Civil-service pay dispute 'sees losers all round'

A rift between the government and its public servants is expected to worsen as ex-minister says there is room for talks

PUBLISHED : Wednesday, 12 June, 2013, 12:00am
UPDATED : Wednesday, 12 June, 2013, 4:12am

The insistence of the Leung Chun-ying administration on its pay rise offer, to the dismay of most civil servant groups, has created a "highly unfortunate" situation in which both sides emerge as losers, former minister Regina Ip Lau Suk-yee says.

The contentious proposal, announced by Secretary for the Civil Service Paul Tang Kwok-wai a week ago, grants a pay rise of 3.92 per cent for lower and middle salary bands and 2.55 per cent for the upper band.

Since Tang's announcement, three out of four councils on the government's Pay Trend Survey Committee - representing junior and senior civil servants, the police and other disciplined services - have rejected it.

They cite the failure of the figures to meet inflation or allege Tang has deviated from the four-decade-old wage mechanism.

And with the Executive Council giving its approval yesterday, unions say it has widened a rift between the government and the public servants.

Ip, a former security secretary who now sits on both the legislative and executive councils, called for more dialogue between Tang and the unions.

"The Exco today instructed the civil service secretary to more speedily talk with unions and respond positively to the areas affecting the morale of civil servants," she noted.

Asked how she viewed the situation, Ip said: "I think it is highly unfortunate."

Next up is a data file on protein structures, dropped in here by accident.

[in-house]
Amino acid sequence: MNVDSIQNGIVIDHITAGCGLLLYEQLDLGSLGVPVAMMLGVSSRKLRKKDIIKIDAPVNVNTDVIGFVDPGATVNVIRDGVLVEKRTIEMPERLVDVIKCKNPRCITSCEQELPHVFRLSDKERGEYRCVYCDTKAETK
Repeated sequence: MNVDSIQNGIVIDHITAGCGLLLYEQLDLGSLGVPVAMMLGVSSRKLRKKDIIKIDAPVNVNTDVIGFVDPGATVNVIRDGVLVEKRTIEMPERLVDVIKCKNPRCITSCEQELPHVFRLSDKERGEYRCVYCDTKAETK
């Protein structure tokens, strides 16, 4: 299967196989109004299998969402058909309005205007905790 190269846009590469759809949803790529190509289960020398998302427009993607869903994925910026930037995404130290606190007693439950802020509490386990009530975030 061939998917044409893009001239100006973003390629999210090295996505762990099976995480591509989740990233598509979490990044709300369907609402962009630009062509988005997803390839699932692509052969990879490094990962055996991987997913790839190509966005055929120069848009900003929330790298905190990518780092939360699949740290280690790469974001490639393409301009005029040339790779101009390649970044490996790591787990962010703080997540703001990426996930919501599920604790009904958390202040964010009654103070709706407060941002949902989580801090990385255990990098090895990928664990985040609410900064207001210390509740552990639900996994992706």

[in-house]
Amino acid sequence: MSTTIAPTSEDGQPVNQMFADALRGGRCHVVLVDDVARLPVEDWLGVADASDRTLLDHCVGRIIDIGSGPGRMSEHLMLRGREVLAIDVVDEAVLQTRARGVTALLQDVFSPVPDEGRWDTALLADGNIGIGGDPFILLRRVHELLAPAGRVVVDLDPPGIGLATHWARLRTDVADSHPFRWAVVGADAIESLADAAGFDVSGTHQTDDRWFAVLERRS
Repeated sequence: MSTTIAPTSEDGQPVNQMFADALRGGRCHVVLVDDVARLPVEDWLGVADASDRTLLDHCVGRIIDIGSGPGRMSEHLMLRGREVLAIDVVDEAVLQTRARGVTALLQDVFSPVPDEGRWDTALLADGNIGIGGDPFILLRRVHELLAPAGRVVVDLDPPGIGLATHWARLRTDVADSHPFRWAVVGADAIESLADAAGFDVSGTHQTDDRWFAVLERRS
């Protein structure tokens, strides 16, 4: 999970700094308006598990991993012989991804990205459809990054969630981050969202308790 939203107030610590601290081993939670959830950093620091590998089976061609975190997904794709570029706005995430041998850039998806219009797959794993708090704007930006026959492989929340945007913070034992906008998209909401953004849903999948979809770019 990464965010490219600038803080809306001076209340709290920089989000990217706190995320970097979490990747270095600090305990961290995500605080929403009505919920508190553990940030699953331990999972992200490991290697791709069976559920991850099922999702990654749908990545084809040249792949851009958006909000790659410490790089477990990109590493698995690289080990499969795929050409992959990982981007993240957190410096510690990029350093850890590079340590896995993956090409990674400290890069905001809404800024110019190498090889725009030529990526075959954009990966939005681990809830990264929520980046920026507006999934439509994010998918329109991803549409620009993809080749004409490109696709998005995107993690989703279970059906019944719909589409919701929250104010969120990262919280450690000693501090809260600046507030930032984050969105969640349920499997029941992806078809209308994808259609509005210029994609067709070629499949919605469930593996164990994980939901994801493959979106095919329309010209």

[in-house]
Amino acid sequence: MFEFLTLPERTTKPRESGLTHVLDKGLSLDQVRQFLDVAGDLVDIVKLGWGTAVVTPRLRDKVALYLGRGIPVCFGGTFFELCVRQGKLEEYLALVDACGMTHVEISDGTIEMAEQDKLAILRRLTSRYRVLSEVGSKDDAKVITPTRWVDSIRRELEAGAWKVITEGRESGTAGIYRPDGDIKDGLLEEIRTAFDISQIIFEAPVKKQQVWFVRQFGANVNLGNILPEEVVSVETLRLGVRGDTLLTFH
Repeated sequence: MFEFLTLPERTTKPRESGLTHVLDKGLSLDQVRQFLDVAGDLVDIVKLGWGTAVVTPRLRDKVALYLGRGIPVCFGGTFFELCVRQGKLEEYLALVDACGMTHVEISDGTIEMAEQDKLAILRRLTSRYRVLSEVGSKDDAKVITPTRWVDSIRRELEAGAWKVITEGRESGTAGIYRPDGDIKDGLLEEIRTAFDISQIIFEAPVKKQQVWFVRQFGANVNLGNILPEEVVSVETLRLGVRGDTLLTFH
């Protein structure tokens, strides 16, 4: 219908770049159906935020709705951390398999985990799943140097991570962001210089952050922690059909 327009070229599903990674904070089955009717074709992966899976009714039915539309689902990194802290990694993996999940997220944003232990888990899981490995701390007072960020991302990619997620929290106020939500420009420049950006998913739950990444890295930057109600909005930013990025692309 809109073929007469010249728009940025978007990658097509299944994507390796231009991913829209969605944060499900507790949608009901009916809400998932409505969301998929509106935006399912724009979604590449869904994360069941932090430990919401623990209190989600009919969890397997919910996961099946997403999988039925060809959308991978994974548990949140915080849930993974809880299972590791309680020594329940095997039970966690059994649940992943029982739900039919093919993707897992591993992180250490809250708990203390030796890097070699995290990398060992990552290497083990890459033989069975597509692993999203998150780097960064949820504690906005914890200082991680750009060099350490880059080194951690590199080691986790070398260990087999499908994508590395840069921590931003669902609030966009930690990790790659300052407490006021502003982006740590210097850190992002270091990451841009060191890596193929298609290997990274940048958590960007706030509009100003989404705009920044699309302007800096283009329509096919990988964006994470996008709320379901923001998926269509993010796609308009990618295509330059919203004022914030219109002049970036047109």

She said she understood civil servants faced heavy workloads and sometimes failed to get their rightful benefits, urging the bureau to address these issues.

One of Tang's predecessors defended the government, saying it had been acting reasonably.

"To be honest, I do not understand the justifications raised by the unions," former bureau secretary Joseph Wong Wing-ping said. "Their strong reaction may be attributed to the initial withdrawal from the committee by the police unions, which caused a domino effect."

Wong was referring to the police pulling out of the committee last week - a move followed by the other disciplined services.

That set the stage for turning future pay talks into "political wrestling", he said. "Since the [disciplined services] are no longer represented on the committee, they might say future decisions do not have their backing and refuse to accept them."

He noted that one of the two councils representing non-disciplined-services staff, the Model Scale 1 Staff Consultative Council of lower-paid staff, did not join the boycott.

But the 70,000-strong Chinese Civil Servants' Association, which is represented by the Senior Civil Service Council on the committee, earlier threatened to launch a judicial review against the government's "non-compliance" with the mechanism, before the Exco gave its approval.

Unionist lawmaker Lee Cheuk-yan said the row showed a need for collective bargaining. "There are overseas examples of unions sitting down with government representatives to bargain on the pay for the coming year, rather than relying on polls, as is Hong Kong's practice. The consultative style is outdated."

Wong said the long-standing system had been effective. "Does salary equal morale totally? Does a 100 per cent pay rise mean a 100 per cent boost in morale?"